Inside a desperate Ukrainian mother’s 6,000-mile mission to rescue her 12-year-old son after he’s kidnapped by Russian soldiers
A boy from up to 20,000 children rounded up by Vladimir Putin’s invaders was rescued by his mother just days before he was due to be sent to Russia for forced adoption.
Twelve-year-old Kirill Sakalo was abducted along with 80 others after being told they were going on a school trip to the coast.
Desperate mother Natalia tried in vain to track him down for five months, until a charity found the boarding house in Crimea where he was being held.
Save Ukraine arranged passports for Natalia, 42, and Kirill, and planned and funded their 6,000-mile round-trip trip, which included four countries and two time zones.
In normal times, the journey from Kherson – which was occupied on the first day of the war – to Yevpateriya would take five hours. Instead, it took six days.
Natalia traveled from Kherson – which was now liberated – to the capital, Kiev, where she boarded a train bound for Poland.
Next was Minsk in Belarus and a flight to Moscow.
Natalia and other concerned parents then went on a 1,200-mile road trip to Krasnodar and across the bombed Kerch Bridge into Russia-annexed Crimea.
On April 3rd, she was reunited with Kirill – and just in time.
Three more days would have been six months since Kirill left home and was told he was eligible for forced adoption under Russian law.
Holding back tears, Natalia told The Sun: “At first I didn’t recognize him. He had grown so tall, he was so tall and his hair was as long as a rock star’s.
“Hugging him again was the best feeling in the world.”
The group returned with 31 children – the total number of children rescued from Russian soil by Save Ukraine so far is 96.
Tragically, two children had to be left behind as their grandmother died of natural causes on April 2nd on the final leg of the journey.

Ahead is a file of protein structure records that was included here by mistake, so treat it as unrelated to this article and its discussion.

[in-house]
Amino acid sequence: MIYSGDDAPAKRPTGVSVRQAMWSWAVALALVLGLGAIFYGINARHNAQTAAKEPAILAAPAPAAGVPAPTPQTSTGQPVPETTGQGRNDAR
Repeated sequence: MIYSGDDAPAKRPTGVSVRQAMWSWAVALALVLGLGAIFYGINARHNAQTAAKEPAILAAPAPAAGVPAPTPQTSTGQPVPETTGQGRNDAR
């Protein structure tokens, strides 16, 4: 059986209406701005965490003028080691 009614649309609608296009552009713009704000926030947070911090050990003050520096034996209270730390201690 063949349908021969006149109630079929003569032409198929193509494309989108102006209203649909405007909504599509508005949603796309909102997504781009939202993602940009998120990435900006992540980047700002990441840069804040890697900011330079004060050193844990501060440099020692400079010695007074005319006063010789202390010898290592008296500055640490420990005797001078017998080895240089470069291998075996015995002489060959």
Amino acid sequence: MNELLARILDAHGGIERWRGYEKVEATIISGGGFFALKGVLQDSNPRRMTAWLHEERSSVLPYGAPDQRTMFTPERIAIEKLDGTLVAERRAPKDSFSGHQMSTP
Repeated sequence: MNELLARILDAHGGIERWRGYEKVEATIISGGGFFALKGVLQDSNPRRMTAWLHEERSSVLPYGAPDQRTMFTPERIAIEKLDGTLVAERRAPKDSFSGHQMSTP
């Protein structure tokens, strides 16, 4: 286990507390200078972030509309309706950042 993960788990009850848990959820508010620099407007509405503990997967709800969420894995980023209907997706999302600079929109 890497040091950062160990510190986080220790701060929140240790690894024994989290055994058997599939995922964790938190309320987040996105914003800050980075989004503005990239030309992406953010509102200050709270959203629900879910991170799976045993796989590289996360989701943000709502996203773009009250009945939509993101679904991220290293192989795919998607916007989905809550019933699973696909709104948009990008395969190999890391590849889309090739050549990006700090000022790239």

Save Ukraine said the camp authorities refused to hand over the grandchildren.
The Sakalo family’s nightmare began in October after Kirill went on a two-week school trip for students aged six to 16.
The teachers texted that they would be staying a few more days—then a few more. One by one the four teachers left.
On the days when Kirill was allowed to use his mobile phone, he asked Natalia and his grandmother Tatiana, 73, to take him home. He had never spent a night out before.
Kirill was then transferred to a boarding house in Luchysty. Classes were in Russian and he had to sing the Russian anthem in front of the visiting TV crews.
He said: “They punished us constantly – they forced us to run in circles for hours.”
The man responsible wore body armor and a helmet even though they were 100 miles from the front line.
Kirill recalled how one day the man announced: “Your parents don’t want you. We send you to Russia to new places.”
Meanwhile, Natalia and Tatiana were desperately looking for help.
Troops that had taken Cherson were forced to flee and Russian guns bombarded their neighborhoods.
All but two families left their block of flats, but Natalia and Tatiana did not dare to move.
At camp, Kirill hatched a dangerous escape plan that involved climbing over a wall, avoiding checkpoints, and detonating mines by throwing rocks.
He called Tatiana, who persuaded him to hold on.
Now they share a one-bedroom room in an emergency shelter in Kiev. Natalia said: “We don’t have much, but we have each other, we are together.”